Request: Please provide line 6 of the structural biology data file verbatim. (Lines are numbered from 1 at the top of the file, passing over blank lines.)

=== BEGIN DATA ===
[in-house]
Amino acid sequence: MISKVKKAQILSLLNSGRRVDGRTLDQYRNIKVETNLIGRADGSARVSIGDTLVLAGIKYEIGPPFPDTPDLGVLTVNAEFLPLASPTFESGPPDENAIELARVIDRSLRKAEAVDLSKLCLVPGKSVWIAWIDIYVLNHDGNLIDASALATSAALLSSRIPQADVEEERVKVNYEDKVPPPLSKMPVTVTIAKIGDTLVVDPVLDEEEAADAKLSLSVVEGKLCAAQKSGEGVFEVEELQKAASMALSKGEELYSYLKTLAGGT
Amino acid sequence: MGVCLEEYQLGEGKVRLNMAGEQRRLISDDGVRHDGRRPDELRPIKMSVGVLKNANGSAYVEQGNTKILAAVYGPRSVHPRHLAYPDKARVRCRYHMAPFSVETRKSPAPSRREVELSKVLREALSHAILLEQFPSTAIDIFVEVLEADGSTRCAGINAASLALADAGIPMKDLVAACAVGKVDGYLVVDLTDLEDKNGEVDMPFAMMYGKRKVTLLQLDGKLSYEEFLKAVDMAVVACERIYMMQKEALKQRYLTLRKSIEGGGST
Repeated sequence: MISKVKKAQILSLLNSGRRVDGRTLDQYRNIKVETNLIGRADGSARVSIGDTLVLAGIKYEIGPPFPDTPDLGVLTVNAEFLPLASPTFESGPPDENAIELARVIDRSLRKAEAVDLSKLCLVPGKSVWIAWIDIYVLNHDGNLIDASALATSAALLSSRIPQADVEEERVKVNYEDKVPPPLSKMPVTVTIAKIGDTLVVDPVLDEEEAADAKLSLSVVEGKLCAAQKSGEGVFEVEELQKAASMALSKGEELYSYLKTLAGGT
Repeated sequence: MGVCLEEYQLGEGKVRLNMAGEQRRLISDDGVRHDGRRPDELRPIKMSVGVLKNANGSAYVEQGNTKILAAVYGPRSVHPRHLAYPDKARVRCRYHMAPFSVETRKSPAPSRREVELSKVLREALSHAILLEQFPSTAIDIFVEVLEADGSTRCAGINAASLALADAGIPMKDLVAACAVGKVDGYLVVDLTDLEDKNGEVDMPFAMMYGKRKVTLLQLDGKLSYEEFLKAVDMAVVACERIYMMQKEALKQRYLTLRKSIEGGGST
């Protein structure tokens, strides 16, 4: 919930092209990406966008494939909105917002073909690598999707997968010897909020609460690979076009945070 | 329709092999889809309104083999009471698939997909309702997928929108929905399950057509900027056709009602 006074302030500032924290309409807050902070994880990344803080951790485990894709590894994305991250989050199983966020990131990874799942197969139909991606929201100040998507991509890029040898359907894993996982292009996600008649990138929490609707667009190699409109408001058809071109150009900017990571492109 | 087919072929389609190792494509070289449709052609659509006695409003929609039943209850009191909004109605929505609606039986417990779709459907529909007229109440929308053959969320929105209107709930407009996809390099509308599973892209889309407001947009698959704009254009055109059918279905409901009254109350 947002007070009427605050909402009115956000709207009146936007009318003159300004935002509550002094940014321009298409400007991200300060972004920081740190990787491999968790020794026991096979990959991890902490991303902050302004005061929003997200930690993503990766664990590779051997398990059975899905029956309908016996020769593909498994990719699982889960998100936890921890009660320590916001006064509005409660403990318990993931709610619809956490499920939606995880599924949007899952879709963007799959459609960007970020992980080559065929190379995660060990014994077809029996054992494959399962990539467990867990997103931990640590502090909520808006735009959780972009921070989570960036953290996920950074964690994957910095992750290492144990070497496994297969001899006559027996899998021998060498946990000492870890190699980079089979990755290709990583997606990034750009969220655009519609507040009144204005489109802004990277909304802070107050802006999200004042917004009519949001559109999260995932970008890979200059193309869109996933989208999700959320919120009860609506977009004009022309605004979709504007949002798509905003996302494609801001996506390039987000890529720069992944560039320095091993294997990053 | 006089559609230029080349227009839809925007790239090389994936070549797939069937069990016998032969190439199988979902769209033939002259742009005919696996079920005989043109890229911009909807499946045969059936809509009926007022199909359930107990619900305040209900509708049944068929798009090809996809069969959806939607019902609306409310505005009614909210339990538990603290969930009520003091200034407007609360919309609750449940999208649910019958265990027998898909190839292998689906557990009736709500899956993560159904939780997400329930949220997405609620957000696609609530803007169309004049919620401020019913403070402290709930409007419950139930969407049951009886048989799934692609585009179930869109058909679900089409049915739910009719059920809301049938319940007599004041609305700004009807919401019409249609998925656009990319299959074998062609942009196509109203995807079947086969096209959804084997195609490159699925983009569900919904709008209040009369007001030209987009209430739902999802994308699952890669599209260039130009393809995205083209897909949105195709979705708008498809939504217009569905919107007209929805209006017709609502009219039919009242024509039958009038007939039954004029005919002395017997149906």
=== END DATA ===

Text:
């Protein structure tokens, strides 16, 4: 919930092209990406966008494939909105917002073909690598999707997968010897909020609460690979076009945070 | 329709092999889809309104083999009471698939997909309702997928929108929905399950057509900027056709009602 006074302030500032924290309409807050902070994880990344803080951790485990894709590894994305991250989050199983966020990131990874799942197969139909991606929201100040998507991509890029040898359907894993996982292009996600008649990138929490609707667009190699409109408001058809071109150009900017990571492109 | 087919072929389609190792494509070289449709052609659509006695409003929609039943209850009191909004109605929505609606039986417990779709459907529909007229109440929308053959969320929105209107709930407009996809390099509308599973892209889309407001947009698959704009254009055109059918279905409901009254109350 947002007070009427605050909402009115956000709207009146936007009318003159300004935002509550002094940014321009298409400007991200300060972004920081740190990787491999968790020794026991096979990959991890902490991303902050302004005061929003997200930690993503990766664990590779051997398990059975899905029956309908016996020769593909498994990719699982889960998100936890921890009660320590916001006064509005409660403990318990993931709610619809956490499920939606995880599924949007899952879709963007799959459609960007970020992980080559065929190379995660060990014994077809029996054992494959399962990539467990867990997103931990640590502090909520808006735009959780972009921070989570960036953290996920950074964690994957910095992750290492144990070497496994297969001899006559027996899998021998060498946990000492870890190699980079089979990755290709990583997606990034750009969220655009519609507040009144204005489109802004990277909304802070107050802006999200004042917004009519949001559109999260995932970008890979200059193309869109996933989208999700959320919120009860609506977009004009022309605004979709504007949002798509905003996302494609801001996506390039987000890529720069992944560039320095091993294997990053 | 006089559609230029080349227009839809925007790239090389994936070549797939069937069990016998032969190439199988979902769209033939002259742009005919696996079920005989043109890229911009909807499946045969059936809509009926007022199909359930107990619900305040209900509708049944068929798009090809996809069969959806939607019902609306409310505005009614909210339990538990603290969930009520003091200034407007609360919309609750449940999208649910019958265990027998898909190839292998689906557990009736709500899956993560159904939780997400329930949220997405609620957000696609609530803007169309004049919620401020019913403070402290709930409007419950139930969407049951009886048989799934692609585009179930869109058909679900089409049915739910009719059920809301049938319940007599004041609305700004009807919401019409249609998925656009990319299959074998062609942009196509109203995807079947086969096209959804084997195609490159699925983009569900919904709008209040009369007001030209987009209430739902999802994308699952890669599209260039130009393809995205083209897909949105195709979705708008498809939504217009569905919107007209929805209006017709609502009219039919009242024509039958009038007939039954004029005919002395017997149906």